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Analysts, Reports Speculate on Game System Price Plans

19 Aug, 2006 By: John Gaudiosi

The Xbox 360 HD DVD add-on is expected to debut at $200 later this year.

Price jockeying in the video game business will hit a new pitch this fourth quarter, according to analysts and reports.

The new round of next-generation consoles are starting at high price points. Sony will release two PlayStation 3 options Nov. 17. One will sell for $600, the other for $500. This follows the same model, though at a higher price, that Microsoft has with its $300 core Xbox 360 and its $400 premium Xbox 360.

Rumors out of Taiwan say Microsoft's add-on HD DVD drive for Xbox 360 will sell for $200.

“I think a relatively low price such as $199 would be a good move, given that seeding the market with HD DVD players is a corporate initiative for Microsoft, not just an Xbox initiative,” said video game analyst PJ McNealy of American Technology Research. “I don't think buying an external HD DVD drive will, however, change someone's mind to not buying a PS3.”

Michael Pachter, video game analyst for Wedbush Morgan Securities, said the HD DVD drive is a novelty for all but the current Xbox 360-installed base. He noted that a $200 HD DVD drive puts the combined cost of an Xbox 360 at $100 more than the comparable PS3.

“The price won't have much of an impact if someone buys a PS3,” Pachter said. “They won't want both drives.”

PS3 ships with a Blu-ray Disc drive as its main drive. The console will play high-definition discs as well as DVDs and will be backward-compatible with PlayStation and PS2 games. Xbox 360 features a DVD-9 drive, and the HD DVD drive to play high-definition movies can only be purchased separately beginning this fall.

Nintendo's Wii, which ships this fall, is expected to retail for $250 or less, according to Nintendo. That will make the new console the most affordable of the three next-generation offerings.

Price plays a key role in the video game industry. Sony kept its original PlayStation alive years after PS2 came out because of its regular price drops. Analysts don't expect Sony to drop the $130 price of PS2 until 2007. The next drop will likely be to $100, but the PS2 still is selling at a solid pace.

Microsoft isn't expected to reduce the price of Xbox 360 this fall due in large part to the higher price of PS3. But it is expected to offer more value at the current price. Canadian retailer Futureshop already is taking preorders for an Xbox 360 bundle that includes the premium Xbox 360, Project Gotham Racing 3, a three-month Xbox Live subscription and 1,250 points on Xbox Live to purchase content online. This package, which retails for $500 Canadian, is expected to come to the United States this fall for $400.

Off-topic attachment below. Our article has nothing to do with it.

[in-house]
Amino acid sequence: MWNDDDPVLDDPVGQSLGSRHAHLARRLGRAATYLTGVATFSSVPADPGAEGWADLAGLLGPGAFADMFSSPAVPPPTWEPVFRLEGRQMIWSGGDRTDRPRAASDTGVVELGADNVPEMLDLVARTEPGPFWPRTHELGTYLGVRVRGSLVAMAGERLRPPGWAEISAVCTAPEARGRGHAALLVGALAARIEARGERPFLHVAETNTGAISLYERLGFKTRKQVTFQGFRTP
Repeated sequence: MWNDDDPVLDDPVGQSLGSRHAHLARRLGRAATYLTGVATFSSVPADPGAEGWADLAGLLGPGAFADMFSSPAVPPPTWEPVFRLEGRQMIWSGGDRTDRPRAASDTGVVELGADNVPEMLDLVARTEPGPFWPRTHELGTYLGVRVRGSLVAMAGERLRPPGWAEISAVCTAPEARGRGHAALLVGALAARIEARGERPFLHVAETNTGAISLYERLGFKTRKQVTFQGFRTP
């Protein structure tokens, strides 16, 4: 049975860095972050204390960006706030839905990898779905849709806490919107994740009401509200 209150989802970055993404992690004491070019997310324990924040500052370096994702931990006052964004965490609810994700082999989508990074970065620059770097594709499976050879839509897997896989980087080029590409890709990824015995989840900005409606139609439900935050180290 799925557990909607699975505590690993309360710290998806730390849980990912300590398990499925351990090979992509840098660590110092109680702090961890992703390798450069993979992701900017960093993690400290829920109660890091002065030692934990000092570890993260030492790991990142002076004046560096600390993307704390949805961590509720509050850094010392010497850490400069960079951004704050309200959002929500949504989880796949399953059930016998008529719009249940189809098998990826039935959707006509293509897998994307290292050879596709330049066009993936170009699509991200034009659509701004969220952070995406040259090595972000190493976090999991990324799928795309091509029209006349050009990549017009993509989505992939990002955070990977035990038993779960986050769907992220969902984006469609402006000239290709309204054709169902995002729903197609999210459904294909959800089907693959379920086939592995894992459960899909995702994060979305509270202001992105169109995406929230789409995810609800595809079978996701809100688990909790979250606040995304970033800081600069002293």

Another price drop is stirring up online chatter. McNealy told CNNMoney.com that Sony will drop the price of PlayStation Portable to $150 and may include a game or two in the new system. Sony has shipped 20 million PSPs worldwide, with 8 million pegged for the United States. The system already has dropped from $250 to $200 earlier this year, but that price drop included the end of bundled content that offset the lower price. This $50 price drop, which is expected soon, would be a true hardware price cut.

“Retailers generally think Sony needs to drop the price to $150, the next natural price point,” said John Taylor, video game analyst for Arcadia Research. “On top of that, there is a feeling that Sony has failed to explain to consumers exactly what the PSP is about. Is it a game machine, a movie player or a music player? A one-two punch of price and promotion is what most would like to see.”

Nintendo has shipped more than 21 million Nintendo DS portables globally. The new Nintendo DS Lite is selling out across U.S. retailers, and hit games such as Brain Age and New Super Mario Bros. are moving hardware. Sony has had a lull in big games, although NCAA Football '07 and Madden NFL '07 recently hit shelves.

Billy Pidgeon, program manager of consumer markets for Gaming IDC, believes that reducing the price of the PSP will help Sony gain some needed momentum in the handheld market. However, if the PSP is sold at $150, the DS Lite remains cheaper at $130. Even if the two handheld systems were to be priced equally, the DS Lite's form factor, touchscreen interface and its broadly appealing library remain competitive with the PSP.

“Beyond a price cut, the PSP needs more signature titles, system-selling games that take advantage of the hardware,” Pidgeon said. “There are plans for PSP add-ons such as GPS, cameras and enhanced communications (voice, etc.), but third-party publishers are unlikely to support peripherals, as these splinter the hardware base. A new version of the PSP may also help, as long as Sony follows Nintendo's model of system enhancements that are compatible with existing software.”

Pachter doesn't believe Nintendo DS Lite and PSP compete. He said any price cut would be more a matter of pride and Sony hitting its targets.

“I think that Sony is on track, but I also believe that they will cut prices as soon as their manufacturing cost structure permits,” Pachter said. “It is logical that costs on the PSP have come down with LCD prices, so my guess is that they could cut to $150 any time. The real question is whether they do so in front of the PS3 launch. I truly don't know.”

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